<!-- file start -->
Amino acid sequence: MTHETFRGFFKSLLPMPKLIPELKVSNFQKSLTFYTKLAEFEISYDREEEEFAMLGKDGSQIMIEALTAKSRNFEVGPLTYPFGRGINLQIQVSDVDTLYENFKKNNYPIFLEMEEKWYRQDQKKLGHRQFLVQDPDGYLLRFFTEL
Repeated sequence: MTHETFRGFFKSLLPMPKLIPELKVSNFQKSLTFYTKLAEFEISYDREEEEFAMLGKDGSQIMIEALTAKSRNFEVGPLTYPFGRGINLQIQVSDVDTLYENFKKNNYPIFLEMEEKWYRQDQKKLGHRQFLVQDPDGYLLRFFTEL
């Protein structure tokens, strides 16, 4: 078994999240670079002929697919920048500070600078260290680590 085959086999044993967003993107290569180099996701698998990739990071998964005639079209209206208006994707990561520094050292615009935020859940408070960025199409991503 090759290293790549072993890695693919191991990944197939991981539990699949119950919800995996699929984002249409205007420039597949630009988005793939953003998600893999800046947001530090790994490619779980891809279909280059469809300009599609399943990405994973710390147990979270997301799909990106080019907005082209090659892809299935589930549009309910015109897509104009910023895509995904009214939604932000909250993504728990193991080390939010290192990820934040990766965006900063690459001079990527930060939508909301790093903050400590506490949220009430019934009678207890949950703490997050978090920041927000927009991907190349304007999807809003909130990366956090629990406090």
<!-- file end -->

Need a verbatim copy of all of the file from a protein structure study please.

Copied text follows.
Amino acid sequence: MTHETFRGFFKSLLPMPKLIPELKVSNFQKSLTFYTKLAEFEISYDREEEEFAMLGKDGSQIMIEALTAKSRNFEVGPLTYPFGRGINLQIQVSDVDTLYENFKKNNYPIFLEMEEKWYRQDQKKLGHRQFLVQDPDGYLLRFFTEL
Repeated sequence: MTHETFRGFFKSLLPMPKLIPELKVSNFQKSLTFYTKLAEFEISYDREEEEFAMLGKDGSQIMIEALTAKSRNFEVGPLTYPFGRGINLQIQVSDVDTLYENFKKNNYPIFLEMEEKWYRQDQKKLGHRQFLVQDPDGYLLRFFTEL
């Protein structure tokens, strides 16, 4: 078994999240670079002929697919920048500070600078260290680590 085959086999044993967003993107290569180099996701698998990739990071998964005639079209209206208006994707990561520094050292615009935020859940408070960025199409991503 090759290293790549072993890695693919191991990944197939991981539990699949119950919800995996699929984002249409205007420039597949630009988005793939953003998600893999800046947001530090790994490619779980891809279909280059469809300009599609399943990405994973710390147990979270997301799909990106080019907005082209090659892809299935589930549009309910015109897509104009910023895509995904009214939604932000909250993504728990193991080390939010290192990820934040990766965006900063690459001079990527930060939508909301790093903050400590506490949220009430019934009678207890949950703490997050978090920041927000927009991907190349304007999807809003909130990366956090629990406090």